INPI stands for the Institut National de la Propriété Intellectuelle – the French National Institute of Intellectual Property. It is a public body with legal personality which forms part of the Ministry of the Economy and Finance.
By virtue of Article L.411-1 of the Intellectual Property Code, the INPI has three main functions:
1) to centralize and share all information necessary for the protection of innovations, the registration of businesses and to carry out all public awareness and education measures relating to these areas;
2) to apply all laws and regulations relevant to industrial property and the register of companies and businesses. To this end, the Institute is the competent authority for registering industrial property title requests or annexes as well as for evaluation, delivering titles, recording and monitoring to ensure that titles are maintained. It also centralises the register of companies and businesses, and is in charge of the Official Bulletin for public and commercial announcements. Furthermore, it ensures the sharing of technical, commercial and financial information contained in industrial property titles and centralized public documents. It also acts as the authority for approval requests and specification changes for geographical indicators as defined in Article L.721-1;
3) to take all measures necessary to ensure that innovators and businesses adapt to both national and international law. In this regard, the Institute proposes all reforms it considers useful to the Minister for Industrial Property. It also participates in the drafting of international agreements as well as representing France at relevant international organizations.
Therefore, it is the INPI that receives all registration requests, carries out the necessary evaluation and ultimately delivers or rejects a title for industrial property.
At the moment of registration, the INPI ensures that the Nice Classification (NCL) is adhered to and rejects requests for trademarks when the classifications sought to be covered are not correctly designated. Often, the Trademark Office suggests alternatives or seeks clarification from the registering party.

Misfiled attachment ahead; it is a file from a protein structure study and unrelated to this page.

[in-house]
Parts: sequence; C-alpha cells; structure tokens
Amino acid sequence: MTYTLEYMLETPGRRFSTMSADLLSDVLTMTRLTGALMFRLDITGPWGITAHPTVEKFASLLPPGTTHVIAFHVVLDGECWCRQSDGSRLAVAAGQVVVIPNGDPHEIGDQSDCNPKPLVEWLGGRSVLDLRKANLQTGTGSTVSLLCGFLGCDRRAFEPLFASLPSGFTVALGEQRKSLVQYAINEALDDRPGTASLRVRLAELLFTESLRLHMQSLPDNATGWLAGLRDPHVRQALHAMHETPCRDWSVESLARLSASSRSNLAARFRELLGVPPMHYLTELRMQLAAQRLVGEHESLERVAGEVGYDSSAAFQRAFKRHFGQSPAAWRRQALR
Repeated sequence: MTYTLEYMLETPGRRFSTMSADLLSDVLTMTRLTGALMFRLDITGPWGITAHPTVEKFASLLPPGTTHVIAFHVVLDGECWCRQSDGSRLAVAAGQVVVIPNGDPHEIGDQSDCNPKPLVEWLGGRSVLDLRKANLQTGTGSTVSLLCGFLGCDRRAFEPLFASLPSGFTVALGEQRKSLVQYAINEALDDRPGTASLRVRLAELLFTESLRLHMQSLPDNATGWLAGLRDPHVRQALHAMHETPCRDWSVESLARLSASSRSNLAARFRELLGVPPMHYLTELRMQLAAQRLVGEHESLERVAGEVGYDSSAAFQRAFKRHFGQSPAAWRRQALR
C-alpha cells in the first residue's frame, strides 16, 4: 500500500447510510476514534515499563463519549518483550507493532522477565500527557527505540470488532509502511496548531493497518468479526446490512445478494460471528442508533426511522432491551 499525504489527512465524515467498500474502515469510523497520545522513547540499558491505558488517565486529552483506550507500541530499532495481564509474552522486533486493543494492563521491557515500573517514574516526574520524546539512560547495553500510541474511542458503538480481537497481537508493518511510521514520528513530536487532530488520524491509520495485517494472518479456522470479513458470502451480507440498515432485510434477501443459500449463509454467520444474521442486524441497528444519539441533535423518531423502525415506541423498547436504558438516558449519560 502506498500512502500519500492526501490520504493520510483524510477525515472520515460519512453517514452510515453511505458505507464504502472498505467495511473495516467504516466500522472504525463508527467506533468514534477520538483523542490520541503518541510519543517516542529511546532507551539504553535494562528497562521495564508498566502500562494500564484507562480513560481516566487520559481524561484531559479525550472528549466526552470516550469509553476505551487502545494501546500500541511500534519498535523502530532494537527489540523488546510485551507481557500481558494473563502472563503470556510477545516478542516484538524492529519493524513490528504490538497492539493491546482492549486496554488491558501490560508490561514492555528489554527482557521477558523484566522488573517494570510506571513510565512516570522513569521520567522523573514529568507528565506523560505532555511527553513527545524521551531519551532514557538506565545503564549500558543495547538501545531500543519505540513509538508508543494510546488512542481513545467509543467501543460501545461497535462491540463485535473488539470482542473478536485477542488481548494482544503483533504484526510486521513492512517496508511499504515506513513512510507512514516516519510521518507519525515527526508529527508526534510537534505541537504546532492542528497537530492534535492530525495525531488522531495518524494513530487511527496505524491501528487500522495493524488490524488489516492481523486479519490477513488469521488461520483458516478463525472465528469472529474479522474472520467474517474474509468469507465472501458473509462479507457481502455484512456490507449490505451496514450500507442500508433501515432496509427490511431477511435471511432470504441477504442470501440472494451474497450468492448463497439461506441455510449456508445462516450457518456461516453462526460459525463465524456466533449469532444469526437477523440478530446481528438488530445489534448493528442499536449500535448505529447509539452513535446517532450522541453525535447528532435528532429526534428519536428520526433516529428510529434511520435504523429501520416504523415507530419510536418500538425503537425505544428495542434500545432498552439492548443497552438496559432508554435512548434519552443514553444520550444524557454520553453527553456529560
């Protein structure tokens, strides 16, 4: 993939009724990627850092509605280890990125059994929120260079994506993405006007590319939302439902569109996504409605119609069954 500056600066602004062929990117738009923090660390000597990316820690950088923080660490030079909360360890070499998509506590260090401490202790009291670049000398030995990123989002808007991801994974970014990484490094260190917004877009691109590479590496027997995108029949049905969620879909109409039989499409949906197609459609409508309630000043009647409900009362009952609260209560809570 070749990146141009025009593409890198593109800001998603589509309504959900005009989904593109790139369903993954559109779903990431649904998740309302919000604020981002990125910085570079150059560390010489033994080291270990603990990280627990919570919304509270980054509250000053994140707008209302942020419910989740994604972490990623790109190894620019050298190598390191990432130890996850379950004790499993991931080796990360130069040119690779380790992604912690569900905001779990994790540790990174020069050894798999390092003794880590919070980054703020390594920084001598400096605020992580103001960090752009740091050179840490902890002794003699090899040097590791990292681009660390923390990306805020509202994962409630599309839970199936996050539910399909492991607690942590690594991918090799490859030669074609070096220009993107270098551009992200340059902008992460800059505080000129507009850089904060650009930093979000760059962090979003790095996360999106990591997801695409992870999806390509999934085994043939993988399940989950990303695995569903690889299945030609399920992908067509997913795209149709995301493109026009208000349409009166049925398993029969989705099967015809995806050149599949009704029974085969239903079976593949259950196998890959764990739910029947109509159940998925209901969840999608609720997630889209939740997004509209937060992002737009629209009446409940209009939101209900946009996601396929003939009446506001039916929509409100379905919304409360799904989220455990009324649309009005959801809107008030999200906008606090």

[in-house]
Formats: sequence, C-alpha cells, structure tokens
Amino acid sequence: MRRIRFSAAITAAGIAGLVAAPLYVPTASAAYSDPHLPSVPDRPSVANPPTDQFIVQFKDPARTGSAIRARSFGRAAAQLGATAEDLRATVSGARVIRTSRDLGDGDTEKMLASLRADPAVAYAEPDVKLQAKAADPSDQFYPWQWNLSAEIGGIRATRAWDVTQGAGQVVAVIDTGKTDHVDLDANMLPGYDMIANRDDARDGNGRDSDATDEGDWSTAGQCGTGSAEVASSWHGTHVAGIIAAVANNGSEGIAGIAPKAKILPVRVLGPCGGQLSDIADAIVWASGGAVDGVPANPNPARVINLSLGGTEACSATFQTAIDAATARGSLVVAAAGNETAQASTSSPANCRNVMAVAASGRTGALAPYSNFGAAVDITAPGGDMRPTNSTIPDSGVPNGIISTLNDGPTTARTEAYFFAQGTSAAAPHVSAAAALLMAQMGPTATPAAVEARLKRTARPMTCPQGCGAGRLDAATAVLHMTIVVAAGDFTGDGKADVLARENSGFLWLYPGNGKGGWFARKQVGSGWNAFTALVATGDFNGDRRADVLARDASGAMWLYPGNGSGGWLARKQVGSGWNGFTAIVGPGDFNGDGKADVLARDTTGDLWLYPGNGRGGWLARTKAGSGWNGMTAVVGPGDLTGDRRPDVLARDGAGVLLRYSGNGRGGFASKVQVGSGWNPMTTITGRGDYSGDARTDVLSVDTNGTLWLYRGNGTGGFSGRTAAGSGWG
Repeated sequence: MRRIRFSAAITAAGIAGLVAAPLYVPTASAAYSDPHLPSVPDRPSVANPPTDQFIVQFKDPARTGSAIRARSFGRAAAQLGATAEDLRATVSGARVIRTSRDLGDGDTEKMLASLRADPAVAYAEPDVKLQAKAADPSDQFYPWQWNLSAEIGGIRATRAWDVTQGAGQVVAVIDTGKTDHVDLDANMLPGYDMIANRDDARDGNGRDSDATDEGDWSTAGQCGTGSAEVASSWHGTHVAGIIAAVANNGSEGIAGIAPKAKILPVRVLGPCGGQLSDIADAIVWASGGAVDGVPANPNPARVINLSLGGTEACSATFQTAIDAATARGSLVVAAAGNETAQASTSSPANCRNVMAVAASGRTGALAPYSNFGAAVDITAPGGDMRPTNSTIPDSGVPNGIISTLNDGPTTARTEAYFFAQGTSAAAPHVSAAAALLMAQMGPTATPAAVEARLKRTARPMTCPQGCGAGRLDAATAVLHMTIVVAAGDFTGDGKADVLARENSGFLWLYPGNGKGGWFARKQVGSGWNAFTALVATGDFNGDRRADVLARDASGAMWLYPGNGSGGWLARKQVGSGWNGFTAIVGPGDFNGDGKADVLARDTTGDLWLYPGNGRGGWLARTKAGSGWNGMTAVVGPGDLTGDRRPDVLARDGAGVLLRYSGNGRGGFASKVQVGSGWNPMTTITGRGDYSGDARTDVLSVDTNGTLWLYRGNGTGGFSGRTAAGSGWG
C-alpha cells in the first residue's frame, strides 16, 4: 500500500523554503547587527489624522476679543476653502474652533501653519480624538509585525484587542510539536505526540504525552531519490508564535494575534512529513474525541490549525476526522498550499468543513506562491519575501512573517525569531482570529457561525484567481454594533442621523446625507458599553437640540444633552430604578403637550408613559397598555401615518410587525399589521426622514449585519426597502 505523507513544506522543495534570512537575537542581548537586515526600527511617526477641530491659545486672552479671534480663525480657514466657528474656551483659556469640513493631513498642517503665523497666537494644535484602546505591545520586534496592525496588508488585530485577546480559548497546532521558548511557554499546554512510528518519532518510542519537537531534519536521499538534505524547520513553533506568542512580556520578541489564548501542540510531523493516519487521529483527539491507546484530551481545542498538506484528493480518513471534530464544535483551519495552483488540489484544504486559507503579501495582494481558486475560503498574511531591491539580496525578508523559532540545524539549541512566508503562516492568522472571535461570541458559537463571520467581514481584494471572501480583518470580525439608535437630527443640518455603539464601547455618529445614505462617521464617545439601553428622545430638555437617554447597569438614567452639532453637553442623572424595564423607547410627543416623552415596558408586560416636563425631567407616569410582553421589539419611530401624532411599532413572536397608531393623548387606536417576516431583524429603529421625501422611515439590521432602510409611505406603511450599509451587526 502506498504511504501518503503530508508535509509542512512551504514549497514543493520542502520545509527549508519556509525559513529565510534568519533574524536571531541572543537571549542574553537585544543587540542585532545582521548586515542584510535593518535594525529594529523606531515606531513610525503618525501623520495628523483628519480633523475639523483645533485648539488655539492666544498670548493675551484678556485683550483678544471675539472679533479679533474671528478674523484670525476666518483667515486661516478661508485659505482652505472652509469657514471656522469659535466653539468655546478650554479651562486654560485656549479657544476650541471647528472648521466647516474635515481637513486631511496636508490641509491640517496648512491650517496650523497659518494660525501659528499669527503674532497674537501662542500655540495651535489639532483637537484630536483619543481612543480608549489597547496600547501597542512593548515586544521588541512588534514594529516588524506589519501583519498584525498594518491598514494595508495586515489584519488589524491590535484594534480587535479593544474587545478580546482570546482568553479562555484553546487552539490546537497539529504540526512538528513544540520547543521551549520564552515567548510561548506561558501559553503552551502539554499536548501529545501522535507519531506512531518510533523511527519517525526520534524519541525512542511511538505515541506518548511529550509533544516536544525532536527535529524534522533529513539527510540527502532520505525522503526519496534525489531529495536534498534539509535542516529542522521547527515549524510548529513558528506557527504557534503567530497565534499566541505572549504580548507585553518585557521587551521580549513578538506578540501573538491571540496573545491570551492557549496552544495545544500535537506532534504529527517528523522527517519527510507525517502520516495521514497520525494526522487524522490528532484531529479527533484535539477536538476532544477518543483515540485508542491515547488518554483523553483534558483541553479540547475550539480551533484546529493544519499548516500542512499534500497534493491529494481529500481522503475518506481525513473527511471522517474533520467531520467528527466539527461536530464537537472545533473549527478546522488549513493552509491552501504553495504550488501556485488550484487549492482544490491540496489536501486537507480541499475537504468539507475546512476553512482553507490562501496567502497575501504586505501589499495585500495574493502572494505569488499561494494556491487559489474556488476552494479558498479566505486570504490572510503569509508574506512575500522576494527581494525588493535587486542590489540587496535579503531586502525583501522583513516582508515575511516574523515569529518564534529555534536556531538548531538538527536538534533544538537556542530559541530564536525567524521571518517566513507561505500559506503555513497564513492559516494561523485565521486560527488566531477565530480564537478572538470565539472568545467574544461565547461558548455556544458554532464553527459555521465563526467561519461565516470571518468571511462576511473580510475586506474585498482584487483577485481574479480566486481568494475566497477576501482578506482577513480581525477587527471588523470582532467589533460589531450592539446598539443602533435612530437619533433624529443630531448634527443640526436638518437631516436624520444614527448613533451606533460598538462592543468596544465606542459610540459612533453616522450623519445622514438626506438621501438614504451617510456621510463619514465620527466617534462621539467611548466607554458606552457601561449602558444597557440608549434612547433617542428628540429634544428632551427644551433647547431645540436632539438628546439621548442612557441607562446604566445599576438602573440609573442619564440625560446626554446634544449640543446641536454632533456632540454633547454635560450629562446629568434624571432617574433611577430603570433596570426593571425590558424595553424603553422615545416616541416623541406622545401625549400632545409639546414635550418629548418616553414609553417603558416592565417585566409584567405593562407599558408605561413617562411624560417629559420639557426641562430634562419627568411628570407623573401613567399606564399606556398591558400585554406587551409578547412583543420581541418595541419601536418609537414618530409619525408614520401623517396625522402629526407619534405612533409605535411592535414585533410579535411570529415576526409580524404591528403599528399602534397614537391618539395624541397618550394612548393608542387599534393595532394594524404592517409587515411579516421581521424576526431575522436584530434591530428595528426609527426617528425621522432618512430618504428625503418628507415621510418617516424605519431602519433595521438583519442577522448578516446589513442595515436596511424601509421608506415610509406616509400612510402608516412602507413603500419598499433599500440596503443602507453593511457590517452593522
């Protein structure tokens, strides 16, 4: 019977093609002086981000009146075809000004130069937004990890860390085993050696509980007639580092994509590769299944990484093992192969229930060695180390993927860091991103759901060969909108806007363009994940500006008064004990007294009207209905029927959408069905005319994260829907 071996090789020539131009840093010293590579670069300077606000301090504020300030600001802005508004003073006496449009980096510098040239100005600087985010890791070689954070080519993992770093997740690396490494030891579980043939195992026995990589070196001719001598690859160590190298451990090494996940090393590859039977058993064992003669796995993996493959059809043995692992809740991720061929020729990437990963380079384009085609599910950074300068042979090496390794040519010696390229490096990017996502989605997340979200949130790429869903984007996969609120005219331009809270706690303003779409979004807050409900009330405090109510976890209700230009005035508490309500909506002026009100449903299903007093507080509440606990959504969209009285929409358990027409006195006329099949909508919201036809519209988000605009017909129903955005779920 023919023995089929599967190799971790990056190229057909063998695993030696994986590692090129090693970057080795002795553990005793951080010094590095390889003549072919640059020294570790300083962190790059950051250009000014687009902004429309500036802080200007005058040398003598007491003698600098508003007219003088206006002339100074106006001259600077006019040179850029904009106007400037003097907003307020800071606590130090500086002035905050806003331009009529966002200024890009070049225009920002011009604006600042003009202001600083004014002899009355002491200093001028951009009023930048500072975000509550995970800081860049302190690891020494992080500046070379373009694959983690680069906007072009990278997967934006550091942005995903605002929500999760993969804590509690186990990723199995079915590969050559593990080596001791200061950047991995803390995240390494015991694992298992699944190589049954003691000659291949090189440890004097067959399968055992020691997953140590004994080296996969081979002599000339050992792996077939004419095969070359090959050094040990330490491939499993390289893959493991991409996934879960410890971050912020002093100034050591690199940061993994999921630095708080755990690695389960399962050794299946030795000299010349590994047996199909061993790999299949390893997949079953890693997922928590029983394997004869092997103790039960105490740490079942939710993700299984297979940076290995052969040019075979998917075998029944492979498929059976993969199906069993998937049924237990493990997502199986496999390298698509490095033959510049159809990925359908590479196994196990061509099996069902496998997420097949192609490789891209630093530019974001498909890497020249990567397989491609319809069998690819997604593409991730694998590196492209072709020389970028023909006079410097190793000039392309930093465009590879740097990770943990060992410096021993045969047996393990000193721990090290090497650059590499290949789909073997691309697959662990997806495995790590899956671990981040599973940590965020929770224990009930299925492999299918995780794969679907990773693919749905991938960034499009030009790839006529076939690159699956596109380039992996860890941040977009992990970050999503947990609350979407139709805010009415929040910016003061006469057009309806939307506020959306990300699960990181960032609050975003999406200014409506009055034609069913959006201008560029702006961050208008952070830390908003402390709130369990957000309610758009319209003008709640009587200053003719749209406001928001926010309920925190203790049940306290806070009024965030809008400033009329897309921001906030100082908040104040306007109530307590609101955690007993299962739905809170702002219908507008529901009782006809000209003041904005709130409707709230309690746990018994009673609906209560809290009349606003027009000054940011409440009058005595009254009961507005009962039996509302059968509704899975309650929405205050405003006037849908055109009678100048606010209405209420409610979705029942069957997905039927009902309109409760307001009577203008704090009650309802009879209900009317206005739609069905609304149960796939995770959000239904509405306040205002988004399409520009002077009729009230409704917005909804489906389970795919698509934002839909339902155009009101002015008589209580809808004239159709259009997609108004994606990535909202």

Furthermore, the INPI ascertains the substantive validity of a registration request by checking that it is signed and that the agent has the necessary authority, if not a lawyer specialized in intellectual property or an Industrial Property Advisor.
The INPI also carries out audits and reviews into the validity of trademarks. More and more nowadays, trademarks which are merely descriptive are the ones which are likely to mistake the consumer. For example, the INPI recently refused the term PARIS in a trademark if it did not make clear that the products or services come from France.
Not responding to the INPI’s requests for clarification within the stipulated timeframe often leads to the trademark registration request being rejected.
As regards claims against trademark registrations, the Institute makes the decision as to whether the signs or products and services in question are similar. The INPI’s decision can be appealed to the Court of Appeal.
Note however that the INPI is not in charge of refusing a registration request which is identical or similar to a previously registered trademark. As a consequence, having a registration certificate from the INPI does not exempt you from claims from other right holders.